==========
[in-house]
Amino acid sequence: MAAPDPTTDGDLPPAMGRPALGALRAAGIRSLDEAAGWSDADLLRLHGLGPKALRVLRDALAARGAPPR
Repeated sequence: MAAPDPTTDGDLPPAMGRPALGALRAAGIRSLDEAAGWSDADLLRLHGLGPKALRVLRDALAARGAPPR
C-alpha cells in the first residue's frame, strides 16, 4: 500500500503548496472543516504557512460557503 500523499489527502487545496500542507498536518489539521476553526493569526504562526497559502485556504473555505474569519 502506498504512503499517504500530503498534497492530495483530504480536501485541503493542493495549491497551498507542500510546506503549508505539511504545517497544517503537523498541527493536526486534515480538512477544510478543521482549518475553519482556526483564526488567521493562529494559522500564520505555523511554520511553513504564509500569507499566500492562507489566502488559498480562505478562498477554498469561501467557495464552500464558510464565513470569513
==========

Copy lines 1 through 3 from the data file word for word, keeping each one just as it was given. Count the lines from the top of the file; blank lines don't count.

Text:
[in-house]
Amino acid sequence: MAAPDPTTDGDLPPAMGRPALGALRAAGIRSLDEAAGWSDADLLRLHGLGPKALRVLRDALAARGAPPR
Repeated sequence: MAAPDPTTDGDLPPAMGRPALGALRAAGIRSLDEAAGWSDADLLRLHGLGPKALRVLRDALAARGAPPR